The Super Bowl halftime show is perhaps the biggest televised musical performance of the year. As such, some may think that artists cash a big check for the honor to perform, but this actually isn't the case. Shakira and Jennifer Lopez won't be paid for their Super Bowl 2020 halftime performance, the same as artists before them, but that's not to say the effort won't prove lucrative for those who perform.
Performing in the Super Bowl puts an artist or band on an international stage. CNBC reported that the past few performers, Lady Gaga and Justin Timberlake, saw drastic spikes in their streaming and music sales following their performances. The same was true for Maroon 5, even when it seemed there were many fans down on the performance that year. Perhaps the biggest example that shows the impact comes from Timberlake, who saw his music sales raise 534% the same day as his performance.
It's also worth noting that the elaborate sets, pyrotechnics, and anything else needed for the performance are provided by the NFL. It's a big money saver for the artists, as Super Bowl halftime performances have been known to reach costs of close to $10 million. That's quite a chunk of change, especially considering the whole show from start to finish is about 15 minutes maximum.
In short, artists likely don't ask the NFL for pay to perform because this short performance often pays out for them in dividends. With that said, the NFL has taken that into consideration and at one point actually considered charging artists for the honor to perform at its halftime show. Luckily, no one is paying out of pocket this year, though it's always possible that may be a reality in the future.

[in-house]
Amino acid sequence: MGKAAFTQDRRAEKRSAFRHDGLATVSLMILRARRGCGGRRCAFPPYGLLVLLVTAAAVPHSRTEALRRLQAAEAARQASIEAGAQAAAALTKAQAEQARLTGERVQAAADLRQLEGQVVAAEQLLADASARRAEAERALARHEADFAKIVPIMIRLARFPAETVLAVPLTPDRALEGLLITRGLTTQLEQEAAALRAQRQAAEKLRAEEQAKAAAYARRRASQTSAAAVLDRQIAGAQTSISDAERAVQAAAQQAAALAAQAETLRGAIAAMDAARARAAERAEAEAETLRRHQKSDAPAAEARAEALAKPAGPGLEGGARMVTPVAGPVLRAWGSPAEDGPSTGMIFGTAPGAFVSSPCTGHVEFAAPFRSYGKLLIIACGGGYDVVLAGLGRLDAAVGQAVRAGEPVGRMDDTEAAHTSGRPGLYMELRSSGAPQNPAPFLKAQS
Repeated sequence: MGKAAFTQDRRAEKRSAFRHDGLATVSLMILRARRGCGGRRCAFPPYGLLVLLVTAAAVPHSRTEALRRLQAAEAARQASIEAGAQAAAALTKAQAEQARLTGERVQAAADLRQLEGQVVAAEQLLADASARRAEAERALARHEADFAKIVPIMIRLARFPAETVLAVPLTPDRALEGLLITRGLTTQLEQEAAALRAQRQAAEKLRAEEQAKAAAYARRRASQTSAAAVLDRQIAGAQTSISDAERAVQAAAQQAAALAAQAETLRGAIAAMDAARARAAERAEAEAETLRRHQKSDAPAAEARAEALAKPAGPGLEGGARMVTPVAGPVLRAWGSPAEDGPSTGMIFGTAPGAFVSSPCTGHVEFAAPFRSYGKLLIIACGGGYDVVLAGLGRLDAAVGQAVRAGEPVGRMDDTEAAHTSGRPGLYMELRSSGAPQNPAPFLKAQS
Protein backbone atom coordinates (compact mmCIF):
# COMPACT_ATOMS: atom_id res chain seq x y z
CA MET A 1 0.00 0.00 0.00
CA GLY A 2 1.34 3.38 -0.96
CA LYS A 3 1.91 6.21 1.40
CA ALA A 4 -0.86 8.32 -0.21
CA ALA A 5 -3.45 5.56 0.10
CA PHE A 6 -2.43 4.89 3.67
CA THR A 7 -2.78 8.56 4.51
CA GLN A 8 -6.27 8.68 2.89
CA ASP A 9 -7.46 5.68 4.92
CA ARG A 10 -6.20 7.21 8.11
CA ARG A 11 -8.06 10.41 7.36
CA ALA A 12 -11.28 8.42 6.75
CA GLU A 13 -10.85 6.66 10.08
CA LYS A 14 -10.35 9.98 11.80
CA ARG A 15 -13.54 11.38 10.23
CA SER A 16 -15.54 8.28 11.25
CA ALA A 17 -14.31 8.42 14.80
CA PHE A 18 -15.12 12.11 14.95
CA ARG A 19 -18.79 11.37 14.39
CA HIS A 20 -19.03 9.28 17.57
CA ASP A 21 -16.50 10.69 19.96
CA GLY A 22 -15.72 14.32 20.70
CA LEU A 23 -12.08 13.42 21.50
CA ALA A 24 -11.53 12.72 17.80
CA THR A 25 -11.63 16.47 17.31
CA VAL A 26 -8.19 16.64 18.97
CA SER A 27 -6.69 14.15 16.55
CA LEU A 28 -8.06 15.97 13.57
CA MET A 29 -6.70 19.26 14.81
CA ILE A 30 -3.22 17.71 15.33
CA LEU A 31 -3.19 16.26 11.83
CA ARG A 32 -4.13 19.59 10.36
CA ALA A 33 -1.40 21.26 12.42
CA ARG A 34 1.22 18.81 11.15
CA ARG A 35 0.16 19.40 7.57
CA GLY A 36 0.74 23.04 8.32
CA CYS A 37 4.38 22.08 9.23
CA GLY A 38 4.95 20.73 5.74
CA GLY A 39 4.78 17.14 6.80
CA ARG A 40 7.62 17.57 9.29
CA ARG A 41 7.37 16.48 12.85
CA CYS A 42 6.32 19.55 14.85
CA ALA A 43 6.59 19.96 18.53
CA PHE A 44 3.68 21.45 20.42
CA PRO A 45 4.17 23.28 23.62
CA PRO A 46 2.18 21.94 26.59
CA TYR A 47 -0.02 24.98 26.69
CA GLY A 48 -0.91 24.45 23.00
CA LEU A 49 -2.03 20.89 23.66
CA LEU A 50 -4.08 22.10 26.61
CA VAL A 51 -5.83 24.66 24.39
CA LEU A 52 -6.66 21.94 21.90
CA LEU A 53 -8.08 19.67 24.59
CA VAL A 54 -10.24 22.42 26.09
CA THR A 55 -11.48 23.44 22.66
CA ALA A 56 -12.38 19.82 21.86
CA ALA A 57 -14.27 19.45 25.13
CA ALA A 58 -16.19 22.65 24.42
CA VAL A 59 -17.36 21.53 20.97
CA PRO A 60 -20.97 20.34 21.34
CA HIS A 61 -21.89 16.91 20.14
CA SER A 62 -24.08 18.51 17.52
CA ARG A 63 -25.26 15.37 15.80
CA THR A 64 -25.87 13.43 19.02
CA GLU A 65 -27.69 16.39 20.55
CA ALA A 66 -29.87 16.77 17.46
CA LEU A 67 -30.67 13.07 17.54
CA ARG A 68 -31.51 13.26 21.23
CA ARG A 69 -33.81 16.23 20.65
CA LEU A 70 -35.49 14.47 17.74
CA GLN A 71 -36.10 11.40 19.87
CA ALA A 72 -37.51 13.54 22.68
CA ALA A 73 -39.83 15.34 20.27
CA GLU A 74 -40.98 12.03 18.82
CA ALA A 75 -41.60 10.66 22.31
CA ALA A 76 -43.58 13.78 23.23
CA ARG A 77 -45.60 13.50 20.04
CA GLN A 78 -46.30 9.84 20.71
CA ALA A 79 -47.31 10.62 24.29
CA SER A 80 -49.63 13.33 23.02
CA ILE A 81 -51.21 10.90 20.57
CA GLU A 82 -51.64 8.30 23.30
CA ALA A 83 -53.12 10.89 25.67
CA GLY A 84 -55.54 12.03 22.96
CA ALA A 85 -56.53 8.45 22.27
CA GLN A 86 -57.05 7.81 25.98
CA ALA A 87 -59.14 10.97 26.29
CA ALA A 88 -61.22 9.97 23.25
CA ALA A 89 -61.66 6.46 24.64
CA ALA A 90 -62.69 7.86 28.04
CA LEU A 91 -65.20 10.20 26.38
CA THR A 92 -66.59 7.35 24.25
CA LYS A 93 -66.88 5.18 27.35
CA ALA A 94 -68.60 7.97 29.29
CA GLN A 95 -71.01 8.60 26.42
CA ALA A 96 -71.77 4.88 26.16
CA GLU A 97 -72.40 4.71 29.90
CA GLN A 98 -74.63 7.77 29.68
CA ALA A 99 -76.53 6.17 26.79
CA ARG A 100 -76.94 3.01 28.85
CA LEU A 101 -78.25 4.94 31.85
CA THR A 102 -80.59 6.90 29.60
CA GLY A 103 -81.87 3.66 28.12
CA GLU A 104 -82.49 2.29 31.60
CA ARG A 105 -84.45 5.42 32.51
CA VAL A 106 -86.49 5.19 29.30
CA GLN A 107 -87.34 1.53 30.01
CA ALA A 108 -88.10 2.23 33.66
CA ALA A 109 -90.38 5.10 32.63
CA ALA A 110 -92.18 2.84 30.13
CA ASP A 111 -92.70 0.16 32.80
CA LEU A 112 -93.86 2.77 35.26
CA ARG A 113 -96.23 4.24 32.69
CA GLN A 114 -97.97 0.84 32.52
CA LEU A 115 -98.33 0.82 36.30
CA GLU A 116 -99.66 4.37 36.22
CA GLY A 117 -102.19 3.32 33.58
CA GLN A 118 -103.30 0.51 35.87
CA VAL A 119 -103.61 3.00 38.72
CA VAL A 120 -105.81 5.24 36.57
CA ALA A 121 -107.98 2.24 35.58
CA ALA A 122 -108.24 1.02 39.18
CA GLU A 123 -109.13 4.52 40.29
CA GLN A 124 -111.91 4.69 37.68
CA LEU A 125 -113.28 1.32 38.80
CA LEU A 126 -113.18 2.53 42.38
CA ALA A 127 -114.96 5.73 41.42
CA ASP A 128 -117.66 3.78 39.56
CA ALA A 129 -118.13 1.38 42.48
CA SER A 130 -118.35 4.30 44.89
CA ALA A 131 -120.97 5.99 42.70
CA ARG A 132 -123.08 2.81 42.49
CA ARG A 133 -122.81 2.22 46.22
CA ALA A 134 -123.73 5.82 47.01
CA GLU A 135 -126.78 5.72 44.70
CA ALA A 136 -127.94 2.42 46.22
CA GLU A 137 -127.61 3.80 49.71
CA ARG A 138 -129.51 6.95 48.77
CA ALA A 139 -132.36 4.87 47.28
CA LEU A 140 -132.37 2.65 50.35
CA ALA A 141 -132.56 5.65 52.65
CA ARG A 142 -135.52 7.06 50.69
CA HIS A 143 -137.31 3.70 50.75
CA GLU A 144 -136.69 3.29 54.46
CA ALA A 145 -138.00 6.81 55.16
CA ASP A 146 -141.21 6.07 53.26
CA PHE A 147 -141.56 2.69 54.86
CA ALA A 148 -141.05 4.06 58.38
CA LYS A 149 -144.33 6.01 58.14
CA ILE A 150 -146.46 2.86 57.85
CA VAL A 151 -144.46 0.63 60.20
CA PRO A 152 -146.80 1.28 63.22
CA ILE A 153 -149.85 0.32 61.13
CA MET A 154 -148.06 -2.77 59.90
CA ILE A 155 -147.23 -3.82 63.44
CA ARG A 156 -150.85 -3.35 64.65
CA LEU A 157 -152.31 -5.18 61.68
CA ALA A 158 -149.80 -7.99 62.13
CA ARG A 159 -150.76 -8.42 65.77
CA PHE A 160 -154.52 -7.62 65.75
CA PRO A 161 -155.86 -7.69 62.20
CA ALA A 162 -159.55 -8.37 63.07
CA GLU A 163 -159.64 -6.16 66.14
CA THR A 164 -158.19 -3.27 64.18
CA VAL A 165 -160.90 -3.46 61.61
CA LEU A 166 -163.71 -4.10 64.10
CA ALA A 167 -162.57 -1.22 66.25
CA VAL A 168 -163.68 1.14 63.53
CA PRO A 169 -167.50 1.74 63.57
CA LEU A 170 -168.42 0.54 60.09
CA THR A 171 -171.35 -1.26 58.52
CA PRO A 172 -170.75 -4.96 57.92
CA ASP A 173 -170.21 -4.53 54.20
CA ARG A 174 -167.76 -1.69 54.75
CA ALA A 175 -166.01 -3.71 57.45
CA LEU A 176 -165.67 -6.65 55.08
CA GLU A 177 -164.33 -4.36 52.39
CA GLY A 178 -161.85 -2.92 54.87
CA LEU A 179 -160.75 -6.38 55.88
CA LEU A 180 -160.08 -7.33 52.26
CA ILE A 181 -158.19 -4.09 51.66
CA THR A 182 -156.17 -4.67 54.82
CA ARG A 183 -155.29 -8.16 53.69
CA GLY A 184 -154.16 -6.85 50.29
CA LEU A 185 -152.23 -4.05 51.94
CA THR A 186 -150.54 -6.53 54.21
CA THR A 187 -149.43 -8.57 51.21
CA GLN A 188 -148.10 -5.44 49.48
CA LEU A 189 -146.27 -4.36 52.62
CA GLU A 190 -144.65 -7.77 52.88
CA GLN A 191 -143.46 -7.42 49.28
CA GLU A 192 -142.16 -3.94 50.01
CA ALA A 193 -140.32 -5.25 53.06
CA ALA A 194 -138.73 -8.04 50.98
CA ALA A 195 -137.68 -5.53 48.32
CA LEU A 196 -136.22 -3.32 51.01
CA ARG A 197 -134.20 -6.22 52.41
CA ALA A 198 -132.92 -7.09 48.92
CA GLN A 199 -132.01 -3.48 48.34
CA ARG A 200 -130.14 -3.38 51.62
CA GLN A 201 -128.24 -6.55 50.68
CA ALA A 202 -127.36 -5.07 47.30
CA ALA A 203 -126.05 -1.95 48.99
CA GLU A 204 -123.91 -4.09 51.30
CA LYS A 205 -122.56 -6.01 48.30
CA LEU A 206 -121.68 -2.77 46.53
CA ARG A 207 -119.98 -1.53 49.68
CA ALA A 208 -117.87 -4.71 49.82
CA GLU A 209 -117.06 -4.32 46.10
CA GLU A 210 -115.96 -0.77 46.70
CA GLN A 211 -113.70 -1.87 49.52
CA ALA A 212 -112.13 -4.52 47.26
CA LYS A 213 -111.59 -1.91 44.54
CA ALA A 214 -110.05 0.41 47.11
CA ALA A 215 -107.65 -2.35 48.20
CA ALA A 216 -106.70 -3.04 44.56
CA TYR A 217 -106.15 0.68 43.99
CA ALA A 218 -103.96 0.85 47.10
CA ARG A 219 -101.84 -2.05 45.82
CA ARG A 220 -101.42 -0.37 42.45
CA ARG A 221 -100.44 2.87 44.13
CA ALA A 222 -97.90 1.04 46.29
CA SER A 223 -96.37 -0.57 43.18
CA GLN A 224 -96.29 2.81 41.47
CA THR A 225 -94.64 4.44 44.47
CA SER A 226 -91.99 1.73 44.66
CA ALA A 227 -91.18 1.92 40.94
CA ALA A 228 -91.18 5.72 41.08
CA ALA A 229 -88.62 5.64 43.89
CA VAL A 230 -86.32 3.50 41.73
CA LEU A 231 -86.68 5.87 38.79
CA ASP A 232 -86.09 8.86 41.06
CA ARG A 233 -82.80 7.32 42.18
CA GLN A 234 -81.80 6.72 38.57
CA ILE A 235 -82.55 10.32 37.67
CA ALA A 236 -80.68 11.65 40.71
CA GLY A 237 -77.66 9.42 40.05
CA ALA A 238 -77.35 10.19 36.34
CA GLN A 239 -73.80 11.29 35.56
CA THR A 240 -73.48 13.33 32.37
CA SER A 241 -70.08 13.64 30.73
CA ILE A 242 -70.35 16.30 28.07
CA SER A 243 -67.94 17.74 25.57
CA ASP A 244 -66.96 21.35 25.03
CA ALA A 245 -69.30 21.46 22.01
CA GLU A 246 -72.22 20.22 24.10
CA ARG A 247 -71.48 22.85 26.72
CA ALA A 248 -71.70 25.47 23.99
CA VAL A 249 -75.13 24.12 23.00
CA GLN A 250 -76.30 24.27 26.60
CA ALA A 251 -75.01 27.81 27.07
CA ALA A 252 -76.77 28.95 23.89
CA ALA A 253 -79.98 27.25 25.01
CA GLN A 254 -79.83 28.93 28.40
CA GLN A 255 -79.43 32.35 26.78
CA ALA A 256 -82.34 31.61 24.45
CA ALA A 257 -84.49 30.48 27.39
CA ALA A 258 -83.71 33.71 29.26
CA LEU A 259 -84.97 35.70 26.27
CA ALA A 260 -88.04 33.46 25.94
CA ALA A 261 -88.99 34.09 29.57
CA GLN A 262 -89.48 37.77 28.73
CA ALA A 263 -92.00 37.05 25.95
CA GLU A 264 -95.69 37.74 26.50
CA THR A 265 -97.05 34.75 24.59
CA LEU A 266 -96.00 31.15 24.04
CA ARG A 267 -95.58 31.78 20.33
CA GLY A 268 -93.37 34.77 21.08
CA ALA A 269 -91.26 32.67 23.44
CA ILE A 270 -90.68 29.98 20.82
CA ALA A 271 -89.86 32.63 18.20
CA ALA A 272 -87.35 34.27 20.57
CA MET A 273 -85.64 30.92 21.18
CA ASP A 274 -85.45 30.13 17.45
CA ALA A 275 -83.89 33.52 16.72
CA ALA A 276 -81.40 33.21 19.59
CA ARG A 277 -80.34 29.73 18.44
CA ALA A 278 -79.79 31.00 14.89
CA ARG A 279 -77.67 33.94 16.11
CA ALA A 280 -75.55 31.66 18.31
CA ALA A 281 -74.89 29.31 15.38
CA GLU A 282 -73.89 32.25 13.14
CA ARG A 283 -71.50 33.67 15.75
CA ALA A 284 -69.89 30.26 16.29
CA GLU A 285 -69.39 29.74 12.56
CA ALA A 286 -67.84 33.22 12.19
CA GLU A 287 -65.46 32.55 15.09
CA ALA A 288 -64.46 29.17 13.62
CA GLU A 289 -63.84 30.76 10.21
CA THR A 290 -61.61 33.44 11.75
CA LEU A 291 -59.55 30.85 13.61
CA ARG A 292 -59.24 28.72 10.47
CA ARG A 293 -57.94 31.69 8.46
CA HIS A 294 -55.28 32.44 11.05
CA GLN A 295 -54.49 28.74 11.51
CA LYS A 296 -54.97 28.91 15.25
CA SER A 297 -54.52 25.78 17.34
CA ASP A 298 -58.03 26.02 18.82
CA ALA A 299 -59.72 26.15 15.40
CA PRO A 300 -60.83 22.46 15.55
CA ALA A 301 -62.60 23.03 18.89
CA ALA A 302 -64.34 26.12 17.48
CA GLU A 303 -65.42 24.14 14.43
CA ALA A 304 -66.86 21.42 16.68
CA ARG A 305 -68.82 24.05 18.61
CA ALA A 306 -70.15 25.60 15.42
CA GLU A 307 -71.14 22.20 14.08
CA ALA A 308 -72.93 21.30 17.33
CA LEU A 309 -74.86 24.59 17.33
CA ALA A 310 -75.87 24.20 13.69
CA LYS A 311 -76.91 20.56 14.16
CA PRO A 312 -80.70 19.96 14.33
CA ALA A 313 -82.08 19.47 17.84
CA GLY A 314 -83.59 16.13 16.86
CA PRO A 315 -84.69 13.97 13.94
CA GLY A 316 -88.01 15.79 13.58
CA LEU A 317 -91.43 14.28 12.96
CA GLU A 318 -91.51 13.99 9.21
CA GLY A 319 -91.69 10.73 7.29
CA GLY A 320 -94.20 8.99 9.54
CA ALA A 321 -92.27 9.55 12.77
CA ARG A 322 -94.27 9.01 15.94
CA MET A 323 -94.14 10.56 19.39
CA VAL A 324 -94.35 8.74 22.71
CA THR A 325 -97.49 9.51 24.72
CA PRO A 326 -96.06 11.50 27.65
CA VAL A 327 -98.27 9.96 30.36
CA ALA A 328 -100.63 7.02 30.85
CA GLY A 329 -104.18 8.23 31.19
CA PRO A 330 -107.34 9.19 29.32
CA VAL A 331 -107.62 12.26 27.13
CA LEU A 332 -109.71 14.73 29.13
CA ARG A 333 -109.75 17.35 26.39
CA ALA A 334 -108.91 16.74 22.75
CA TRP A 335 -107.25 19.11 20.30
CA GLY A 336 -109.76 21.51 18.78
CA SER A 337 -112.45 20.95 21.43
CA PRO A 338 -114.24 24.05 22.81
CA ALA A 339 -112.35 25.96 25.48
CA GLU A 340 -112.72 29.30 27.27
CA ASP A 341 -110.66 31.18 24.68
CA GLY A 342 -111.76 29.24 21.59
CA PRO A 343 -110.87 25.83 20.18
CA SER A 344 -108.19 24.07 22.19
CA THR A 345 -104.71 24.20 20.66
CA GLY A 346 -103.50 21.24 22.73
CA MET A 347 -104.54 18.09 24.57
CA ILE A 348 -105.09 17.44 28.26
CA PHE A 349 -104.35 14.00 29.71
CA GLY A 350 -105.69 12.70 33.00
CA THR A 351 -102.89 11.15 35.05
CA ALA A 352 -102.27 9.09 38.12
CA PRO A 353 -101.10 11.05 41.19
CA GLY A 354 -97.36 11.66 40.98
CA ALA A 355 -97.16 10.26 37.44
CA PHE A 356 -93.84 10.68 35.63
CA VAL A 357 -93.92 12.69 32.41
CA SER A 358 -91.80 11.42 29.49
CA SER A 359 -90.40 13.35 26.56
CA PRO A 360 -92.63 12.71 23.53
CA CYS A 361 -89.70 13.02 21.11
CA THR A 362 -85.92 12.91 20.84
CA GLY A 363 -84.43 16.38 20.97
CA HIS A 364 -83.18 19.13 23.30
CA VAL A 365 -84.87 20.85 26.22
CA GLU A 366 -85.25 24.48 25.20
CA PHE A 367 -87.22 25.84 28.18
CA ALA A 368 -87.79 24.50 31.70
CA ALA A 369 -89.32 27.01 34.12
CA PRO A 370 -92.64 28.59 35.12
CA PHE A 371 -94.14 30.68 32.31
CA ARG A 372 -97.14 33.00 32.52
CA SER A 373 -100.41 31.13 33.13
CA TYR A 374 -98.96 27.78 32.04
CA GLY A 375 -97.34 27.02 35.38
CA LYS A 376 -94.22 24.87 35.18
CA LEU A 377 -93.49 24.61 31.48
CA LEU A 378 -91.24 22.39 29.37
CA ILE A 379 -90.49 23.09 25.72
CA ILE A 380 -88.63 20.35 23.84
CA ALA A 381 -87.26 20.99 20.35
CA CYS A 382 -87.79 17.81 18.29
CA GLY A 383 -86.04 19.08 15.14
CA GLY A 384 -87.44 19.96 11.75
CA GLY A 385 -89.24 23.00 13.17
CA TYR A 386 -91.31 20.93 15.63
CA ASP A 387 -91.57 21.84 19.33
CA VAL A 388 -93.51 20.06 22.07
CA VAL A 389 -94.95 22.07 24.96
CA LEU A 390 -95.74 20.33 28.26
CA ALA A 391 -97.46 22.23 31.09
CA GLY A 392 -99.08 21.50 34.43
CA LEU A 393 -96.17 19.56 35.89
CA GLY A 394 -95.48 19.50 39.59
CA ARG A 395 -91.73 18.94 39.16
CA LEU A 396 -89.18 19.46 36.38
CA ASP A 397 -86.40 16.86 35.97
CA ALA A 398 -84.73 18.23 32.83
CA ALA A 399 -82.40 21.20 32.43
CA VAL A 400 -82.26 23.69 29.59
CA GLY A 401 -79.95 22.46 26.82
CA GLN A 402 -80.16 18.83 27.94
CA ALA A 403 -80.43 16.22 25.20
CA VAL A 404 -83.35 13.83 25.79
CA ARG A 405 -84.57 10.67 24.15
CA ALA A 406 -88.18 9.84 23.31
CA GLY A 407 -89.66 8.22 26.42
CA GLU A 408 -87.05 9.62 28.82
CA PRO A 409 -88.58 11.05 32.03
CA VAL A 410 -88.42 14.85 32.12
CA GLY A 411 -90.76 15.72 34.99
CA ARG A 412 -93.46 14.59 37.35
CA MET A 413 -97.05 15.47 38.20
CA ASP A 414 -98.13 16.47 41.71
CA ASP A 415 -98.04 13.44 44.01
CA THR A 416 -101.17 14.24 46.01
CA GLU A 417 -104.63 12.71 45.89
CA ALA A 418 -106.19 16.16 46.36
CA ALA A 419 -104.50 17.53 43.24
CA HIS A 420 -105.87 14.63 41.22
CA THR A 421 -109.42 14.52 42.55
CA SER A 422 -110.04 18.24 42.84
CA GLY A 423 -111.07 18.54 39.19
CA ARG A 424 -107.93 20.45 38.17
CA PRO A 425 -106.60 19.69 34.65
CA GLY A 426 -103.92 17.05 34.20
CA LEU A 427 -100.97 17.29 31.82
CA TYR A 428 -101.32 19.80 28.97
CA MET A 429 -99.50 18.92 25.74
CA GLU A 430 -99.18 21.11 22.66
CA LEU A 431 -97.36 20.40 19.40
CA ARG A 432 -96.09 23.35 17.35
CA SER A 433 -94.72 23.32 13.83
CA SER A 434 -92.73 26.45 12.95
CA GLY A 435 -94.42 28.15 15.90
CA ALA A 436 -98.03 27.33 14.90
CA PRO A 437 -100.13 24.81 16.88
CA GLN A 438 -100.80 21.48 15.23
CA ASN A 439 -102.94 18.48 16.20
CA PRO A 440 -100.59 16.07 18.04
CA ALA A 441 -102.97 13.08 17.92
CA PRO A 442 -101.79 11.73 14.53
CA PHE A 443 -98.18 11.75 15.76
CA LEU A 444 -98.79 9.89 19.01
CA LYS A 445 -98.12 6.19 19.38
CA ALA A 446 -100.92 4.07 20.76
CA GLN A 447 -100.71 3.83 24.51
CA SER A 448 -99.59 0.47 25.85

Jennifer Lopez and Shakira's performance is a historical moment for the NFL as it'll be the first time the show is headlined by Latina women. There's been no explicit confirmation of exactly what the show will entail, though there have been reports singer Bad Bunny or Mr. 305 Pitbull could make an appearance. Though details are scarce, JLo told Us Weekly her performance with Shakira will celebrate the culture they share as artists, and the culture of Miami.
Really the only thing viewers should expect is censors to be keeping a close eye on the performance, and ready to hit that "dump" button should anything run the risk of offending the millions that will be watching. The NFL has had a couple controversies during halftime shows, and would like to avoid another one if it can be helped. As viral as those shocking moments can be, they can also result in massive fines from the FCC.
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